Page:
7 year old unable to read

(63 Posts)
Longsleepneeded Tue 28-Jul-20 06:59:13

I wonder if I could get some perspective/advice please. My friend homeschools her ds7 and he can't read yet. She has expressed surprise at how well my 7 year old can read and says she doesn't know how to teach her ds to read. He is very bright, full of questions and interested in lots of things. They went to several homeschooling groups before lock down. Is it usual to be a late reader and has anyone any advice on the best way to teach him please?

OP’s posts: |
Bitchinkitchen Tue 28-Jul-20 07:03:24

This is very worrying. If i were you I'd be calling SS or the local EA so that they can check in on the family and make sure she's coping. You can do this anonymously.

Homeschooling works great for some people, but there are huge risks to children as well, some parents just aren't cut out for it and their children don't get the education they deserve. You have a chance to make a difference here, please step up and do what's right for this child. At 7, he should be able to read unless he has SEN, and if that is the case he needs an assessment and extra support ASAP. SS can help with all of this, or point your friend in the right direction.

Longsleepneeded Tue 28-Jul-20 07:14:01

Thank you. I don't want to interfere but have been worried for a while. I know you shouldn't compare children but the differences in basic abilities between her ds and mine is becoming more and more apparent. They are good friends and I can't help feeling sorry for this little boy even though he is a really relaxed happy little chap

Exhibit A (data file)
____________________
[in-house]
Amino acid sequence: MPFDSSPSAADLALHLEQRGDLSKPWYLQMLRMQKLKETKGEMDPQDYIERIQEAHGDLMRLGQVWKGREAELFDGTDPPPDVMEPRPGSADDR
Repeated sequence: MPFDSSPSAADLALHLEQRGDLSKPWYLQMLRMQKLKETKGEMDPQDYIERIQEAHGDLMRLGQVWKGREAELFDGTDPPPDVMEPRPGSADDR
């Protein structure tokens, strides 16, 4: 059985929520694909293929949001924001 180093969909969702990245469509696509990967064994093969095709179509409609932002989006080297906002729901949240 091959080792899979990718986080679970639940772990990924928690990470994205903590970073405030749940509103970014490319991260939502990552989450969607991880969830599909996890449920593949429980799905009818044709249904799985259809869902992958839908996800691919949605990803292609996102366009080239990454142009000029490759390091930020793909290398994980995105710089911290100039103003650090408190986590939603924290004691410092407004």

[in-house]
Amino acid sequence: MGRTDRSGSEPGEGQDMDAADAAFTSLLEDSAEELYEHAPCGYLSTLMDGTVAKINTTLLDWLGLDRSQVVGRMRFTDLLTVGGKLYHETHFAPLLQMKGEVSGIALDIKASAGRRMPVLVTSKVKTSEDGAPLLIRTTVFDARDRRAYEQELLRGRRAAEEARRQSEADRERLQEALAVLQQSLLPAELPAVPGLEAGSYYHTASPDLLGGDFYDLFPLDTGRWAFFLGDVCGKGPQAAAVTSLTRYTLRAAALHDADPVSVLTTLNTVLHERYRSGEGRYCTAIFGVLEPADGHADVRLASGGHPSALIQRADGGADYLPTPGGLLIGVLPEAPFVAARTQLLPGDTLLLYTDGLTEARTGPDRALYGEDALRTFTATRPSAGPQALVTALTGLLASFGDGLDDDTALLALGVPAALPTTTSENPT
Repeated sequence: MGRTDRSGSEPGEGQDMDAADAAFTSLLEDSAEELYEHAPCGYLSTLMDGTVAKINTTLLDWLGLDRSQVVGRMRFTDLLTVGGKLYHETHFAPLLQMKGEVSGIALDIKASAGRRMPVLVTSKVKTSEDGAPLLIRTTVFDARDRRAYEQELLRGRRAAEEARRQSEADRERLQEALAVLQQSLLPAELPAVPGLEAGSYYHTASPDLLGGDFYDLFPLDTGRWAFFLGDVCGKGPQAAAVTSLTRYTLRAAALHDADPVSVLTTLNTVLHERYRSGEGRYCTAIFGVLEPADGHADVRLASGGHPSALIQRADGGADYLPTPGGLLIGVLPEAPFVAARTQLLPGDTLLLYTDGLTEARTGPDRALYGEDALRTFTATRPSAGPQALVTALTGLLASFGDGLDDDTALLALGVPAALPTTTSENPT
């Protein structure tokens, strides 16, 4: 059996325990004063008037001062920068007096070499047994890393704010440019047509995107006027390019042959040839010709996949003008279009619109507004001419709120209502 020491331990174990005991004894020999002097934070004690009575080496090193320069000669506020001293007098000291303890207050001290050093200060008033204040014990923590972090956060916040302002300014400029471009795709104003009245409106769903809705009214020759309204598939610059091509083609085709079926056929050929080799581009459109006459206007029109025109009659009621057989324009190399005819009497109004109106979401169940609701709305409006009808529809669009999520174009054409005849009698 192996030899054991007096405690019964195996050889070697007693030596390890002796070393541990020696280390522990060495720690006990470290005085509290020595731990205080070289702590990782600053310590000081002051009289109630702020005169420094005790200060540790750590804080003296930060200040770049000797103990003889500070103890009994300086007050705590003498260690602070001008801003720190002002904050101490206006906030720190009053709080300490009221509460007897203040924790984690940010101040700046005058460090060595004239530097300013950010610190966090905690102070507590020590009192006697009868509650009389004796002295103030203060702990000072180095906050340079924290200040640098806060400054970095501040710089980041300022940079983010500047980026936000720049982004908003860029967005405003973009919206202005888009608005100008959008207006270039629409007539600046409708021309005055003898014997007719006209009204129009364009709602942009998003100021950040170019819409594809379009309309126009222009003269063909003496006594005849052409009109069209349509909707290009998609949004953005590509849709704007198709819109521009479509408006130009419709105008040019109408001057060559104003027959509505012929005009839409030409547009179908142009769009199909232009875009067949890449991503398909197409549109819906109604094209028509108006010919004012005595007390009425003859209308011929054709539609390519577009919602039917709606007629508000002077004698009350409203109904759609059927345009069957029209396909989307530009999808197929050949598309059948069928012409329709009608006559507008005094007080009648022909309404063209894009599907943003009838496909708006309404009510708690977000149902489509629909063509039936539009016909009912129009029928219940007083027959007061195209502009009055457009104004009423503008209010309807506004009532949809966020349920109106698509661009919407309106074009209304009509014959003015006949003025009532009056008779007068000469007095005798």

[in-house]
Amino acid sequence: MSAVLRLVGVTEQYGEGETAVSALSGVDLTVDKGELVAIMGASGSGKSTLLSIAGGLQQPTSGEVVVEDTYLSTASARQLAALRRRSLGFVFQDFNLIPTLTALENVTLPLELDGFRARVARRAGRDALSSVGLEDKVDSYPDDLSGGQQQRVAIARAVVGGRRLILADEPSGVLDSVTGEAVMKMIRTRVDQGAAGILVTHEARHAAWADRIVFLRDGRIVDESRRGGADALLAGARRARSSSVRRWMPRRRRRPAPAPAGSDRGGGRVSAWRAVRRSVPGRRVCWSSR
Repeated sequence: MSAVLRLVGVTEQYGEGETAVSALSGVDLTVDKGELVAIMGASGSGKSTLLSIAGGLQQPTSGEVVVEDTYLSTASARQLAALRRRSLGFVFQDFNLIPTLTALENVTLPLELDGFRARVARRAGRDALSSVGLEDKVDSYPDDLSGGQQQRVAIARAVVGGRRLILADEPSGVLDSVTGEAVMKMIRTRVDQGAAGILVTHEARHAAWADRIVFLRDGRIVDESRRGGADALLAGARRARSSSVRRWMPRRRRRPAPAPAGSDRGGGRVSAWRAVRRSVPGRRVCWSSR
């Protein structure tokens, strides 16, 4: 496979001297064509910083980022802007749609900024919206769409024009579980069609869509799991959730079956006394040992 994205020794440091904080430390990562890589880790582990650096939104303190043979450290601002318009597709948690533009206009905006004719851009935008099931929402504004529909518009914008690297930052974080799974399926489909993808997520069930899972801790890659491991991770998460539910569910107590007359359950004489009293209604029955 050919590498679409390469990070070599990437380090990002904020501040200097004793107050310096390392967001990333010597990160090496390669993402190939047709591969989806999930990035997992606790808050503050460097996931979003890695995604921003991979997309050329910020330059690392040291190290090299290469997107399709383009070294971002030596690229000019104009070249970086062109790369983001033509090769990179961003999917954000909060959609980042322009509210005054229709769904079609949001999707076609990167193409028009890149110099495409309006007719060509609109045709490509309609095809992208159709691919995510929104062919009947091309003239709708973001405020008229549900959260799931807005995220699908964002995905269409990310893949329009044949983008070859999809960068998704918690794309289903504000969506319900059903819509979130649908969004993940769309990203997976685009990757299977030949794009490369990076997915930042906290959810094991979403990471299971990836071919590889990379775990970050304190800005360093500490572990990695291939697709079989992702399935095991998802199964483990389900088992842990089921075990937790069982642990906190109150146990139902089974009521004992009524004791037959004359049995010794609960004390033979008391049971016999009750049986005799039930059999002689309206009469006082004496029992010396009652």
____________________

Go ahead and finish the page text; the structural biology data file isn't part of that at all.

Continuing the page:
OP’s posts: |
Bitchinkitchen Tue 28-Jul-20 07:17:36

I'd reach out anonymously and get them checked on. What are her reasons for keeping him out of school?

VashtaNerada Tue 28-Jul-20 07:22:59

Very unusual in the U.K. unless there’s a special educational need. In some countries they deliberately teach reading later but it sounds like this isn’t a deliberate choice, rather she doesn’t know how. Home Ed is hard. Some parents do it brilliantly but it’s clearly not for everyone.

Screamingeels Tue 28-Jul-20 07:26:53

I don't think it's necessarily terrible. Schools need children to reach certain milestones by a schedule to fit in with school curriculum - it is a bit bonkers to think all kids are the same. There is some evidence from unschoolers that left to own devices kids will learn to read any time from 5 up to 11 or older.

However they need to be exposed to books, stories and read to. The 'I don't know how to teach reading' comment is very concerning. You would like to think anyone choosing to homeschool would have a clear idea of what they are doing - even if unschooling.

Acdcccc Tue 28-Jul-20 07:30:19

For f*cks sake DON'T report your friend to social services, that would be such a d*ck move i wouldn't be able to live with myself. Whilst SS offer a valuable service they are woefully underfunded and in some cases make the situation worse, so I'd only report someone to them if a child was in danger or being accused (no this does not count as abuse imo)

Kids in Norway don't even start school till they're six (sometimes seven years old) and research seems to support a later start to formal education is actually better for kids in the long run.

I'd suggest approaching this in a totally different way. Offer to help your friend instead, there are plenty of resources online, even whole Facebook groups dedicated to sharing best practice for homeschooling, perhaps get your kid to do some reading with hers (presuming they get on well socially)

Sounds like the child is ready and eager to learn so that's encouraging.

Furthermore, depending on what area you both live in the EA do monitor a child's academic progress so she'll presumable be keeping a record of the work she does with her DC and have some form of support from them already.

Acdcccc Tue 28-Jul-20 07:32:38

*being abused

TW2013 Tue 28-Jul-20 07:35:01